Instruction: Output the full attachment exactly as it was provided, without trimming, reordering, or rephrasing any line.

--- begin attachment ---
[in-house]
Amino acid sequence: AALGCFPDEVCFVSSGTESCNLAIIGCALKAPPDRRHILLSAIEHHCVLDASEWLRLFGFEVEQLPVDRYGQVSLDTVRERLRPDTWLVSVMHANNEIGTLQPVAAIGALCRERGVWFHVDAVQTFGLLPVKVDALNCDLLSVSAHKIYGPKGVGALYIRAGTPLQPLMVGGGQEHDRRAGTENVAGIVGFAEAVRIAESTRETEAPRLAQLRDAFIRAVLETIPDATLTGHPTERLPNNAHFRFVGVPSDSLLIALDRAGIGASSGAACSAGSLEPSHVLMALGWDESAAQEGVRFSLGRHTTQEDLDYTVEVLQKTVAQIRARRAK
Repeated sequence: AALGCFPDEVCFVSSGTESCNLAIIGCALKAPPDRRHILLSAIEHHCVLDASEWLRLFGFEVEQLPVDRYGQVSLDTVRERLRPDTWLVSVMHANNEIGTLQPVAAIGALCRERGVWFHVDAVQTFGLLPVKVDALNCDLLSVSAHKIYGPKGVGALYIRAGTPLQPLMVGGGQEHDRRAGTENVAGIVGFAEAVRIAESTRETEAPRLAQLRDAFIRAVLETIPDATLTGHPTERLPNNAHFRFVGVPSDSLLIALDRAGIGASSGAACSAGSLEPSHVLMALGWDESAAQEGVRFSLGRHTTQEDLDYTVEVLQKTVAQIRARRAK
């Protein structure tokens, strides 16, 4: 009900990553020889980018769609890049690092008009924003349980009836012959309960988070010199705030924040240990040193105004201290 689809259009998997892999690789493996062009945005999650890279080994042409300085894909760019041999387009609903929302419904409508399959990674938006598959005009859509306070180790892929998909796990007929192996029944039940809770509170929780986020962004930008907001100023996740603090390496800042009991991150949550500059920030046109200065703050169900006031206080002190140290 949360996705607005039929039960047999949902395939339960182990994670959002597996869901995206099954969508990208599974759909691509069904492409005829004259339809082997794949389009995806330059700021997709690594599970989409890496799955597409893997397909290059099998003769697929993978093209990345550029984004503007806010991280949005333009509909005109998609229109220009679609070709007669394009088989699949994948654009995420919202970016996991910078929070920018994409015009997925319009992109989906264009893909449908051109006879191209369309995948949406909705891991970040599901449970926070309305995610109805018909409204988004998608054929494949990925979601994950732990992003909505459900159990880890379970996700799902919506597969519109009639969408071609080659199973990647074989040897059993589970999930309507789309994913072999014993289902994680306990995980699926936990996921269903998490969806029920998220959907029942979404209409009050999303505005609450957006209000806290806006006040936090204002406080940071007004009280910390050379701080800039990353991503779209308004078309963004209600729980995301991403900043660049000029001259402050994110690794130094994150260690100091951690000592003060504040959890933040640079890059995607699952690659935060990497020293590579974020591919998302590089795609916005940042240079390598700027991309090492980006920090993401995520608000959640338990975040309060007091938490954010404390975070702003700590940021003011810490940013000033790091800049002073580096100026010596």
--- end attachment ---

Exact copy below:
[in-house]
Amino acid sequence: AALGCFPDEVCFVSSGTESCNLAIIGCALKAPPDRRHILLSAIEHHCVLDASEWLRLFGFEVEQLPVDRYGQVSLDTVRERLRPDTWLVSVMHANNEIGTLQPVAAIGALCRERGVWFHVDAVQTFGLLPVKVDALNCDLLSVSAHKIYGPKGVGALYIRAGTPLQPLMVGGGQEHDRRAGTENVAGIVGFAEAVRIAESTRETEAPRLAQLRDAFIRAVLETIPDATLTGHPTERLPNNAHFRFVGVPSDSLLIALDRAGIGASSGAACSAGSLEPSHVLMALGWDESAAQEGVRFSLGRHTTQEDLDYTVEVLQKTVAQIRARRAK
Repeated sequence: AALGCFPDEVCFVSSGTESCNLAIIGCALKAPPDRRHILLSAIEHHCVLDASEWLRLFGFEVEQLPVDRYGQVSLDTVRERLRPDTWLVSVMHANNEIGTLQPVAAIGALCRERGVWFHVDAVQTFGLLPVKVDALNCDLLSVSAHKIYGPKGVGALYIRAGTPLQPLMVGGGQEHDRRAGTENVAGIVGFAEAVRIAESTRETEAPRLAQLRDAFIRAVLETIPDATLTGHPTERLPNNAHFRFVGVPSDSLLIALDRAGIGASSGAACSAGSLEPSHVLMALGWDESAAQEGVRFSLGRHTTQEDLDYTVEVLQKTVAQIRARRAK
């Protein structure tokens, strides 16, 4: 009900990553020889980018769609890049690092008009924003349980009836012959309960988070010199705030924040240990040193105004201290 689809259009998997892999690789493996062009945005999650890279080994042409300085894909760019041999387009609903929302419904409508399959990674938006598959005009859509306070180790892929998909796990007929192996029944039940809770509170929780986020962004930008907001100023996740603090390496800042009991991150949550500059920030046109200065703050169900006031206080002190140290 949360996705607005039929039960047999949902395939339960182990994670959002597996869901995206099954969508990208599974759909691509069904492409005829004259339809082997794949389009995806330059700021997709690594599970989409890496799955597409893997397909290059099998003769697929993978093209990345550029984004503007806010991280949005333009509909005109998609229109220009679609070709007669394009088989699949994948654009995420919202970016996991910078929070920018994409015009997925319009992109989906264009893909449908051109006879191209369309995948949406909705891991970040599901449970926070309305995610109805018909409204988004998608054929494949990925979601994950732990992003909505459900159990880890379970996700799902919506597969519109009639969408071609080659199973990647074989040897059993589970999930309507789309994913072999014993289902994680306990995980699926936990996921269903998490969806029920998220959907029942979404209409009050999303505005609450957006209000806290806006006040936090204002406080940071007004009280910390050379701080800039990353991503779209308004078309963004209600729980995301991403900043660049000029001259402050994110690794130094994150260690100091951690000592003060504040959890933040640079890059995607699952690659935060990497020293590579974020591919998302590089795609916005940042240079390598700027991309090492980006920090993401995520608000959640338990975040309060007091938490954010404390975070702003700590940021003011810490940013000033790091800049002073580096100026010596």